Volcanoes National Park is a spectacular showcase of millions of years of volcanic activity – with steaming vents, craters, cinder cones, hardened lava fields, lava tubes (caves), “tree molds” embedded in hardened lava and towering clouds of steam whenever lava is flowing into the ocean. The park is busiest when lava from Kilauea (the world’s most active volcano erupting continuously since 1983) comes within a short hike of the road. The park is also an international center for the study of volcanism.

This fire pit lies within the Kilauea Caldera. It is considered to be the home of Hawaii’s volcano goddess, Madame Pele.

Devastation Trail
The trail passes through an area devastated by a prolonged shower of hot cinders from the 1959 eruption of Kilauea Iki. Bleached white tree trunks dot the landscape and lend it a spare beauty.

Kilauea Iki
"Iki" means “little” in Hawaiian, but during past eruptions, this little crater has done major damage to nearby native ohia forests. A hike into the crater leads through a lush forest to a stark crater floor.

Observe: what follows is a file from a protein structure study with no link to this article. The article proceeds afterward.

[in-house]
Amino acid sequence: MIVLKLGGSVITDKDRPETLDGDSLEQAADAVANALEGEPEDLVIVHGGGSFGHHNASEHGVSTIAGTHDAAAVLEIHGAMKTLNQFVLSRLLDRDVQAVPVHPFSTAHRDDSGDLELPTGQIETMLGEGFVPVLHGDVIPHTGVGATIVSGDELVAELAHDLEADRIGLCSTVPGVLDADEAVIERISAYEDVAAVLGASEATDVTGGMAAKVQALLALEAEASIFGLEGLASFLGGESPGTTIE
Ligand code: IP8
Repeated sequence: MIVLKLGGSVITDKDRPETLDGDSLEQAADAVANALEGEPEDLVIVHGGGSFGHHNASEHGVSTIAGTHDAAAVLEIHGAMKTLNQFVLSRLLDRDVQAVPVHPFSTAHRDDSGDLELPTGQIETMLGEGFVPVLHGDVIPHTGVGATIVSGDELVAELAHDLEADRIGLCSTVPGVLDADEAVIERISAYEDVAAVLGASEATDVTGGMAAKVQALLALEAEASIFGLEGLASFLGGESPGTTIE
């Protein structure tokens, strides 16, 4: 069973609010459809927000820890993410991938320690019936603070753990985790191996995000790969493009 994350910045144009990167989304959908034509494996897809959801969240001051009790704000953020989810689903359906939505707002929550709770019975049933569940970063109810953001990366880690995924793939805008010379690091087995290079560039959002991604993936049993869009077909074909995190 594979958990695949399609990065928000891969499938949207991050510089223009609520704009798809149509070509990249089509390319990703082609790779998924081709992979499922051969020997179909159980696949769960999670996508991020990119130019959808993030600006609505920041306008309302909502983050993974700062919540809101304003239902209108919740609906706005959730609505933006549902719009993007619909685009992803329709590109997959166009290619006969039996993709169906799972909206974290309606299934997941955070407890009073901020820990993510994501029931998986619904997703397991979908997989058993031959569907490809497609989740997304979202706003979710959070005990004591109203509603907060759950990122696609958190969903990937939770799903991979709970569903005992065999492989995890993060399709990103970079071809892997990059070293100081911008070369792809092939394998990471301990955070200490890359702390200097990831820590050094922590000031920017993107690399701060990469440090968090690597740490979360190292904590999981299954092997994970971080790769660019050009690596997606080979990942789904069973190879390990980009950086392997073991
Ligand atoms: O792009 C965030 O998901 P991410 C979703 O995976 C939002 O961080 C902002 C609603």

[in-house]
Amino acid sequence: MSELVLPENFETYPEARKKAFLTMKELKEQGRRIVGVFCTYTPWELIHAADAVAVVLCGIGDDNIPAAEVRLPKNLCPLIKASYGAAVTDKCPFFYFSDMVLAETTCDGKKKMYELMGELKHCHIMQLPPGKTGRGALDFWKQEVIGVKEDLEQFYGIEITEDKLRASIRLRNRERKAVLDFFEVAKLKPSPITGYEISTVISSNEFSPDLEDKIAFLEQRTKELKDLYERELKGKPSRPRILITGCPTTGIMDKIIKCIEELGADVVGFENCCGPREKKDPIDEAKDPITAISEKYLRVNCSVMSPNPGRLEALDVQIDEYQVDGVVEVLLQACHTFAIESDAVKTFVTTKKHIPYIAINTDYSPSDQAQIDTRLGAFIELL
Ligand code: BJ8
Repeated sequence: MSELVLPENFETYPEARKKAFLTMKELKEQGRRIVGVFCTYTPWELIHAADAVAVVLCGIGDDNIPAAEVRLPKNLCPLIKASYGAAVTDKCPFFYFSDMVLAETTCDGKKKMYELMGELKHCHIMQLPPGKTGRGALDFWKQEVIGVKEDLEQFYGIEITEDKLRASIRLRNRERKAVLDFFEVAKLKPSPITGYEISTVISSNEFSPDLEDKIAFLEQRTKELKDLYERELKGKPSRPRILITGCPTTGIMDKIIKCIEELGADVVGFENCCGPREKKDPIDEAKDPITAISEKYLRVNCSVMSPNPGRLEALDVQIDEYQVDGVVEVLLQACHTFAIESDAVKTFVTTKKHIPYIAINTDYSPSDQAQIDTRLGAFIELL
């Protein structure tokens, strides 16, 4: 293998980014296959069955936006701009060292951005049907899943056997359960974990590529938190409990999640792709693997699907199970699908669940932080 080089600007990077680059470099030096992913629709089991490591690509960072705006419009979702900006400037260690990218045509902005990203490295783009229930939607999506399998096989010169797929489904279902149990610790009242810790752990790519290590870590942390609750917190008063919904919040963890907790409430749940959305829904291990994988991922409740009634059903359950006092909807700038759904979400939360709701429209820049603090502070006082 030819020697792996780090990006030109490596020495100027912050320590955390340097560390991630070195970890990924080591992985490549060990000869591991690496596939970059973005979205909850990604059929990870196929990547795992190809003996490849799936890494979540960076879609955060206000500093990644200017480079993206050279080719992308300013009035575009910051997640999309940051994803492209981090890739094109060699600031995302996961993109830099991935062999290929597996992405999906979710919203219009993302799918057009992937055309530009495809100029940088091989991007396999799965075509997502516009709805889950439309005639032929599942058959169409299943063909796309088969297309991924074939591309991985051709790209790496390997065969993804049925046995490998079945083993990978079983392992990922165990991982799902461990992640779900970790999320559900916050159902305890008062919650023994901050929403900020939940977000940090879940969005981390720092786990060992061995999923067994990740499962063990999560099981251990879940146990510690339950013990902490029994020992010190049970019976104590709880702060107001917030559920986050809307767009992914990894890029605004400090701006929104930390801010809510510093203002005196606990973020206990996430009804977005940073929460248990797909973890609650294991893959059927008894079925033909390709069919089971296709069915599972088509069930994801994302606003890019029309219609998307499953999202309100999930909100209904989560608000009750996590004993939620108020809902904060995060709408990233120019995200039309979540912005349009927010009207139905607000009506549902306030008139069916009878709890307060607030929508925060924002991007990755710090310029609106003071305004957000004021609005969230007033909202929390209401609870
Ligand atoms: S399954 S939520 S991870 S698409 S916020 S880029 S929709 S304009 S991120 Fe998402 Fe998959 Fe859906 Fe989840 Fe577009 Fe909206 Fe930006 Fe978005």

Thurston Lava Tube
A huge cave formed as the top of a large lava flow cooled more quickly than its contents, which eventually ran out, creating the subterranean void. Today, Thurston Lava Tube’s dark interior is illuminated.

Explore Attractions by Region

Check these extraordinary sites off your bucket list


Mauna Kea Summit
At 13,796 feet, the world’s tallest mountain from sea level to summit, it is also considered the best place in the world to stargaze and also offers an incredible view of lava, desert, the valley, Haleakala on Maui, and Mauna Loa

Wailuku River State Park
features two main attractions: Boiling Pots, where the water appears to boil, and the 80-foot Rainbow Falls

The Liliuokalani Gardens
Japanese gardens featuring flowers, plants, gazebos, bridges and paths